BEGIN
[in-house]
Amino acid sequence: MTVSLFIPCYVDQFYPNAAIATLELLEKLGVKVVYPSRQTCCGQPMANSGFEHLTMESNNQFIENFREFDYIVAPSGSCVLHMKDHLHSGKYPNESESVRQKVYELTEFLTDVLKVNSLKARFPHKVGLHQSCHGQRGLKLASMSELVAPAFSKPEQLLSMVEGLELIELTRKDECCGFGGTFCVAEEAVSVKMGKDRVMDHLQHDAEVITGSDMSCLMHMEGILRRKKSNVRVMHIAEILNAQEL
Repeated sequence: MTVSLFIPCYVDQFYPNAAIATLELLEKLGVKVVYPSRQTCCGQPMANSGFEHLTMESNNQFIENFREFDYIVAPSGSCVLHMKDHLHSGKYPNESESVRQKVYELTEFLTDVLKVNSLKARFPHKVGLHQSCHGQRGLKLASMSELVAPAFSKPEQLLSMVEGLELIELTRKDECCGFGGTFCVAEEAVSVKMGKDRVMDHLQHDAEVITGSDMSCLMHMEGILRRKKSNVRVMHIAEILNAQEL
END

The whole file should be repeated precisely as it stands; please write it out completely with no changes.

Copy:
[in-house]
Amino acid sequence: MTVSLFIPCYVDQFYPNAAIATLELLEKLGVKVVYPSRQTCCGQPMANSGFEHLTMESNNQFIENFREFDYIVAPSGSCVLHMKDHLHSGKYPNESESVRQKVYELTEFLTDVLKVNSLKARFPHKVGLHQSCHGQRGLKLASMSELVAPAFSKPEQLLSMVEGLELIELTRKDECCGFGGTFCVAEEAVSVKMGKDRVMDHLQHDAEVITGSDMSCLMHMEGILRRKKSNVRVMHIAEILNAQEL
Repeated sequence: MTVSLFIPCYVDQFYPNAAIATLELLEKLGVKVVYPSRQTCCGQPMANSGFEHLTMESNNQFIENFREFDYIVAPSGSCVLHMKDHLHSGKYPNESESVRQKVYELTEFLTDVLKVNSLKARFPHKVGLHQSCHGQRGLKLASMSELVAPAFSKPEQLLSMVEGLELIELTRKDECCGFGGTFCVAEEAVSVKMGKDRVMDHLQHDAEVITGSDMSCLMHMEGILRRKKSNVRVMHIAEILNAQEL